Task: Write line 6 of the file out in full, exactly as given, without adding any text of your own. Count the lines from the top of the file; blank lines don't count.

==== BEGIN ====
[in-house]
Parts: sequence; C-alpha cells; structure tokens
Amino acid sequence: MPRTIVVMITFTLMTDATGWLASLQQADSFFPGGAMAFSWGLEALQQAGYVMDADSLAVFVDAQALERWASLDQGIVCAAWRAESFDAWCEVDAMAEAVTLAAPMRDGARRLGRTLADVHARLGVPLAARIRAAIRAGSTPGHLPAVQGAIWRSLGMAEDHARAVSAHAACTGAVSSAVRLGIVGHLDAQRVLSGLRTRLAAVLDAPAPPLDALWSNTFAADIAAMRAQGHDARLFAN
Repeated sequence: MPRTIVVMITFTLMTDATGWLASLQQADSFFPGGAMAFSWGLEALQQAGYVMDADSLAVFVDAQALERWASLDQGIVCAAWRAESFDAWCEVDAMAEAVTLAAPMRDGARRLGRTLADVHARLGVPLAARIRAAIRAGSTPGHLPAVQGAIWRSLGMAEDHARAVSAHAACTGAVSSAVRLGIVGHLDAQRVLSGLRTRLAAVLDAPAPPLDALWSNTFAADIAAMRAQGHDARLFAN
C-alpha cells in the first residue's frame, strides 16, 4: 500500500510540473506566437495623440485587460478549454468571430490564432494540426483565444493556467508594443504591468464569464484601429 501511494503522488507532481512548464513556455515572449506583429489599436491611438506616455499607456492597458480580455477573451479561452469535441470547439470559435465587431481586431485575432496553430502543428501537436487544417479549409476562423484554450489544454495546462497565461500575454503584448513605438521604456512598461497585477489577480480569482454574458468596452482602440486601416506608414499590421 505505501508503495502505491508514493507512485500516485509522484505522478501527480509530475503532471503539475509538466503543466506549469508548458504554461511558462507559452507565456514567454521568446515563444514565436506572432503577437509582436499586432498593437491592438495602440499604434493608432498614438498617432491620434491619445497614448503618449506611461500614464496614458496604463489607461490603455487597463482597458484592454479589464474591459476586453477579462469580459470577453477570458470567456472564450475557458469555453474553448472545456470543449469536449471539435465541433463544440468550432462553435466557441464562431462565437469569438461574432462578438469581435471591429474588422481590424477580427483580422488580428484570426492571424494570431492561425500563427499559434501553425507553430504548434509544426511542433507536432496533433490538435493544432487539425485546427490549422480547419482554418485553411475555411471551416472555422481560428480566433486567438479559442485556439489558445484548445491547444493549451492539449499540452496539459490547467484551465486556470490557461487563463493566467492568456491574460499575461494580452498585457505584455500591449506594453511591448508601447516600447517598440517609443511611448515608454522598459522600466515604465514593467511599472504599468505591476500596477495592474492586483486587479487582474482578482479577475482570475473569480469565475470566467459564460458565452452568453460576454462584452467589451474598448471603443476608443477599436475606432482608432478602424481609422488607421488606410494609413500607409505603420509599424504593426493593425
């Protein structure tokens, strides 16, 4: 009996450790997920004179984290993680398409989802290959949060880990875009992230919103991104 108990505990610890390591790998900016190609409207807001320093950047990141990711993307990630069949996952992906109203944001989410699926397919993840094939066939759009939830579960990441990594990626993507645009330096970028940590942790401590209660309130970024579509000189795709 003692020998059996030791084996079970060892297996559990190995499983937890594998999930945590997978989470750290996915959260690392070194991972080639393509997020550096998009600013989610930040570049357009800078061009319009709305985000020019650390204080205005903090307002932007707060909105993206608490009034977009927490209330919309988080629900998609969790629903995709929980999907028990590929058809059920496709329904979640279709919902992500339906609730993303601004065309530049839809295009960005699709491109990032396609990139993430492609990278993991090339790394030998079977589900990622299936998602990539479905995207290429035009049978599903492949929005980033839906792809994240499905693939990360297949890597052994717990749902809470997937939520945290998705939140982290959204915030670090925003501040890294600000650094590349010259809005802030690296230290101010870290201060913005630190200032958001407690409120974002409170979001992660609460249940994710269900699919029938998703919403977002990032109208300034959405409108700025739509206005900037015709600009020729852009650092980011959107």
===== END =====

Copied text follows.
């Protein structure tokens, strides 16, 4: 009996450790997920004179984290993680398409989802290959949060880990875009992230919103991104 108990505990610890390591790998900016190609409207807001320093950047990141990711993307990630069949996952992906109203944001989410699926397919993840094939066939759009939830579960990441990594990626993507645009330096970028940590942790401590209660309130970024579509000189795709 003692020998059996030791084996079970060892297996559990190995499983937890594998999930945590997978989470750290996915959260690392070194991972080639393509997020550096998009600013989610930040570049357009800078061009319009709305985000020019650390204080205005903090307002932007707060909105993206608490009034977009927490209330919309988080629900998609969790629903995709929980999907028990590929058809059920496709329904979640279709919902992500339906609730993303601004065309530049839809295009960005699709491109990032396609990139993430492609990278993991090339790394030998079977589900990622299936998602990539479905995207290429035009049978599903492949929005980033839906792809994240499905693939990360297949890597052994717990749902809470997937939520945290998705939140982290959204915030670090925003501040890294600000650094590349010259809005802030690296230290101010870290201060913005630190200032958001407690409120974002409170979001992660609460249940994710269900699919029938998703919403977002990032109208300034959405409108700025739509206005900037015709600009020729852009650092980011959107």